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1. History of Catalunya a Return Home

Ruins at Monastery of Poblet, founded 1150. 
We visited two expat friends of Manel's in Torroella De Montgrí, Catalunya. We drank wine and talked for hours. I mentioned that this was my first visit to Spain. One of his friends responded, "Really? I've never been to Spain."
I thought. "Ah, I'm beginning to understand."

To understand a place you need to understand its past.

Those of you who follow my Twitter, Instagram and Facebook page, know from the steady flow of photos that the past week I have been in Catalunya, the northeastern portion of the Iberian peninsula.

This is Part 1. of my series of posts about Catalunya, what I experienced and what I learned. I believe it will take at least eight posts to cover all I want. At least eight. I learned a great deal. Of course, there will be information on Catalan wine. You can jump to the Outline if needed.

Admittedly, it was overly ambitious, and naive of me to attempt to describe the history of Catalunya. The region is rich with historical characters and events, there have been invasions, conquests, alliances, re-conquests, heroes and dictators. From the earliest days of pre-history, to the Phoenicians, Greeks, Romans, Visigoths, Moors, Franks, and Spanish. Catalunya has repeatedly formed alliances and become the center of power. Catalans have suffered extreme losses and had their language and culture suppressed. It is a distinct history reflected in the Catalunya of today.

You can hear, smell, taste and see the impact of history on Catalunya. Throughout the last two thousand years of history, Catalans have remained distinct and proud. Catalunya has its own language, Català/Catalan, its own traditional foods and some of the best wine in the world. Once again, Catalunya has its own parliament and executive, known as the "Generalitat" with extensive autonomy.

As I've learned, many Catalans think of themselves as distinct from Spain. Proud to be Catalan, with their own language and culture. I will attempt to summarize with this history a little of what it means to be Catalan. There is much I learned. In future posts I will tackle the subjects of Catalan language, food, geography and wine. 

As I stated, an ambitious and naive effort. It is not lost on me that I am attempting this on the 4th of July, our Independence day. 

William Pollard Jr

History of Catalunya

People from Catalunya are called 'Catalans' . The term 'Catalonians' is used in English language text but 'Catalans' would be the preferred reference.  In English, Catalunya is spelled 'Catalonia'. Both are found in English language text; however, 'Catalonia' is used far more often. Catalans speak 'Català', which in English is spelled 'Catalan'. 

In my series of posts, I will use 'Catalans' for the people of Catalunya, and 'Catalunya' over the English 'Catalonia'. I will differentiate the language by using, 'Català/Catalan'. Thank you to my sister-in-law Crystal, for pointing out the distinction.

Pre- History
Archaeologists have discovered remnants of early human habitation in what is now Catalunya. These sites date back at least 100,000 years. Some of the most important Neolithic remains in Catalunya are the Cave of Fontmajor (l'Espluga de Francolí) and the Cave of Toll (Morà)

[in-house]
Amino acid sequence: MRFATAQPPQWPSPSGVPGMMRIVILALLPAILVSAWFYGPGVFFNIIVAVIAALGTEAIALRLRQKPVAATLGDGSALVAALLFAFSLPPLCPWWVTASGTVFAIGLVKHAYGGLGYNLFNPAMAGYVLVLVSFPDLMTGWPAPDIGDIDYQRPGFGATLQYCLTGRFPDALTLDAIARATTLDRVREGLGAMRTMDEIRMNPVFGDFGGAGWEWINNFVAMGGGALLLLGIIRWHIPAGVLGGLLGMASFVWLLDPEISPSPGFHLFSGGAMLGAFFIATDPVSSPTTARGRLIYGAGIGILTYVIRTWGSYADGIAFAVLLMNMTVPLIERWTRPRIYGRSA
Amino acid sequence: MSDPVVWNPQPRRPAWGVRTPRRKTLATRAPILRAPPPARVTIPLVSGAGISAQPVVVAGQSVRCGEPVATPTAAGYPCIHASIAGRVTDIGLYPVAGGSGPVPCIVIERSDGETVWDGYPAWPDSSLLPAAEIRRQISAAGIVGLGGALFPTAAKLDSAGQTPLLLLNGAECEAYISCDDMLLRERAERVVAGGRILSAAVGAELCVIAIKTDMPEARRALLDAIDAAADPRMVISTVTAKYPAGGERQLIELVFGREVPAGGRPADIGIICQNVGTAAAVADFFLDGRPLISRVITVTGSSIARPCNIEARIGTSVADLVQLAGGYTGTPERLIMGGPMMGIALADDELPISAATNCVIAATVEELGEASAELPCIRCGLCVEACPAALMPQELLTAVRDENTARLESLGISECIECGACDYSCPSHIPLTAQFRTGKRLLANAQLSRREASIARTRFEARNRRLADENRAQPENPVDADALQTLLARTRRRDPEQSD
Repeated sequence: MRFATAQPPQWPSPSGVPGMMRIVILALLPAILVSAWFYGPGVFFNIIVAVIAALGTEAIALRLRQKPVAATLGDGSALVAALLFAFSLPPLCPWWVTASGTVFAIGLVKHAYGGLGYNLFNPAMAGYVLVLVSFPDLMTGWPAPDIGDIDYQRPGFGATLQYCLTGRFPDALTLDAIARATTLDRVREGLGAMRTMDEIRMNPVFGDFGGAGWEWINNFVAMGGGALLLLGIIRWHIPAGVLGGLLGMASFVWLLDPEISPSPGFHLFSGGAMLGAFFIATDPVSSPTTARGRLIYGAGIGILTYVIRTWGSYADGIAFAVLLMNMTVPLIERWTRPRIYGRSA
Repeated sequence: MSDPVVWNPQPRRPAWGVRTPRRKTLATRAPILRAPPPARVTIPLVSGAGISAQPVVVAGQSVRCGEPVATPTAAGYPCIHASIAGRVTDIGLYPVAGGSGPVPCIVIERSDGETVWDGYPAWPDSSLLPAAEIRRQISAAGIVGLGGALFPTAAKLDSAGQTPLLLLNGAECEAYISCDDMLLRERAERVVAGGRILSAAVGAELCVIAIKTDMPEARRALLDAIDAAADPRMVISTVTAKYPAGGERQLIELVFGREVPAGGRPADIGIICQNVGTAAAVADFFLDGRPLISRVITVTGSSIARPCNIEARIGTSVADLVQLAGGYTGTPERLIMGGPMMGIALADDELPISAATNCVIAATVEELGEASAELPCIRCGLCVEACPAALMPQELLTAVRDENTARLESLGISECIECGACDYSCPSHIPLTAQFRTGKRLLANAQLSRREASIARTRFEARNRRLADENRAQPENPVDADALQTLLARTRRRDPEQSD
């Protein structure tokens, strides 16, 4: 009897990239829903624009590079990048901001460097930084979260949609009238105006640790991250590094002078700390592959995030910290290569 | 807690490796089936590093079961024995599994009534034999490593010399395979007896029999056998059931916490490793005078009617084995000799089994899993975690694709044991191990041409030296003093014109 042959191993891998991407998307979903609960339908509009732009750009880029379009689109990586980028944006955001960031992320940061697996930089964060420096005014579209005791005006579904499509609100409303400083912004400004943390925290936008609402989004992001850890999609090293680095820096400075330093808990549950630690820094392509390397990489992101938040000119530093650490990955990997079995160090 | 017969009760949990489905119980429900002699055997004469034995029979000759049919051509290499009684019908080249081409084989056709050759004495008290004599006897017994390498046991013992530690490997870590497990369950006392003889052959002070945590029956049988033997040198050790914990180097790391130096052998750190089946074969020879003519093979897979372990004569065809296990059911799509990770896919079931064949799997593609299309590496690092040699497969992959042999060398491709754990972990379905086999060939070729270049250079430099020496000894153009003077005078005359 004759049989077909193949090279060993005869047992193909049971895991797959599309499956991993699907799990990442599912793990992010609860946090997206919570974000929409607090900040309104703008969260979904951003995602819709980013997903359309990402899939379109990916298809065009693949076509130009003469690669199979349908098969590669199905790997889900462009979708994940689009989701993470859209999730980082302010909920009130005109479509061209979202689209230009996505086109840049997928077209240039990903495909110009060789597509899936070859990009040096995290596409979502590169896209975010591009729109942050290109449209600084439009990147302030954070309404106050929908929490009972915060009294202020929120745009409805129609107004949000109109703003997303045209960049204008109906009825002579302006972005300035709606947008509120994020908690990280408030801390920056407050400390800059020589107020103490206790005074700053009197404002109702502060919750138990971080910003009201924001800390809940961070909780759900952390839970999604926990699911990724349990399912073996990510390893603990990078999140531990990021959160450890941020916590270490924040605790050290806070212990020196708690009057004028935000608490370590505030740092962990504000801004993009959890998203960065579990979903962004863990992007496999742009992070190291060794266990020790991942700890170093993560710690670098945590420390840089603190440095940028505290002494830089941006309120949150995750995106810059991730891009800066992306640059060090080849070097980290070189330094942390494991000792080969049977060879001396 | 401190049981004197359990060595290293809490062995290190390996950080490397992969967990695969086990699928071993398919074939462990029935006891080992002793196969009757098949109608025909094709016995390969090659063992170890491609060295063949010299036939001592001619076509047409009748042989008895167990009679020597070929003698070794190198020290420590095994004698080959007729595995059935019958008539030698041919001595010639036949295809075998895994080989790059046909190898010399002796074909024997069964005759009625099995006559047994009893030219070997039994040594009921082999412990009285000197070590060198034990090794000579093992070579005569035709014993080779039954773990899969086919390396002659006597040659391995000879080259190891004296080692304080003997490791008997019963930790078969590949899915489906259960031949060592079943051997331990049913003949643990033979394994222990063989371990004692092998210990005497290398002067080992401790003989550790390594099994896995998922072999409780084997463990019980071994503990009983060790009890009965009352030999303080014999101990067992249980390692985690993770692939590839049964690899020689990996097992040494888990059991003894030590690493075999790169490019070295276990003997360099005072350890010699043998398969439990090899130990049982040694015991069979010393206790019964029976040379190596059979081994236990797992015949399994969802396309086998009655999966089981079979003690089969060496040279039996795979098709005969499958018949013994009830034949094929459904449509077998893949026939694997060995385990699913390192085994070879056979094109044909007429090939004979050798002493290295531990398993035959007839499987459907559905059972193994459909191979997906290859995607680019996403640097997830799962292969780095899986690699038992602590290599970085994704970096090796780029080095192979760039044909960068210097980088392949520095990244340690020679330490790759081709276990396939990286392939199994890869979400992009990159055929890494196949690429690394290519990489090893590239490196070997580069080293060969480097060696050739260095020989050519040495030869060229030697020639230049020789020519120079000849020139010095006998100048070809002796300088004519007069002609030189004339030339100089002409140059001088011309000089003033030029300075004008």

The Abrics de l'Ermita (Hermitage Rock Shelters), situated in the Serra de Godall (Ulldecona), preserve a series of cave paintings that have been declared World Heritage. Add these places to your list of must visit while in Catalunya. While I did not have a chance to see these caves, they are now on my list. 

Phoencians 7th Century BC - 6th Century BC
"The Phoenicians, whose origins were in what is today known as Lebanon, were the first to trade with the indigenous communities of meridian localities of what is now Catalonia and the coastal zones of the north-eastern part of the Peninsula, up to the zone that is today Languedoc. " Generalitat de Catalunya, an excellent article on the Phoenicians of Lebanon and the trade settlements they established. Greek trade would follow as well as Greek colonies.

Greeks Arrived in 6th Century BC
"The Greek peoples who came from Phocaea, in Asia Minor, after founding Massalia (Marseille) towards the year 600 B.C. and dominating the coastal arch defined between the Italian Liguria and the gulf of Roses, built Empúries and Roses. This first Greek colony was situated in the almost islet of Sant Martí d'Empúries towards 580 B.C. and was the origin of the future city of Emporion (market), from which name Empordà derives. Rhode (Roses), on the other hand, was founded a century later and became an important city in the third century." Generalitat de Catalunya, Colonizing and autonomous settlements. Iberian, Greek and Phoenician culture. 8th Century BC - 3rd Century AC.
Vineyards near Garriguella in the DO Empordà.
* Note: I visited the Mas LLunes winery of DO Empordà. Empordà whose name was derived after the Greek city of Emporion. It is located in the village of Garriguella, 10 kilometers from the border of France and 10 km from the Mediterranean sea. 

Mas LLunes Rhodes red wine. 
The Mas LLunes winery has a delicious red wine labeled "Rhodes" named after the Greek city of Rhode (Roses) founded in 380 BC. I will have more information on Mas LLunes and a reveiw of their Rhodes red wine in future posts. It is rather humbling to have walked through land with such an old and rich history.  

The Romans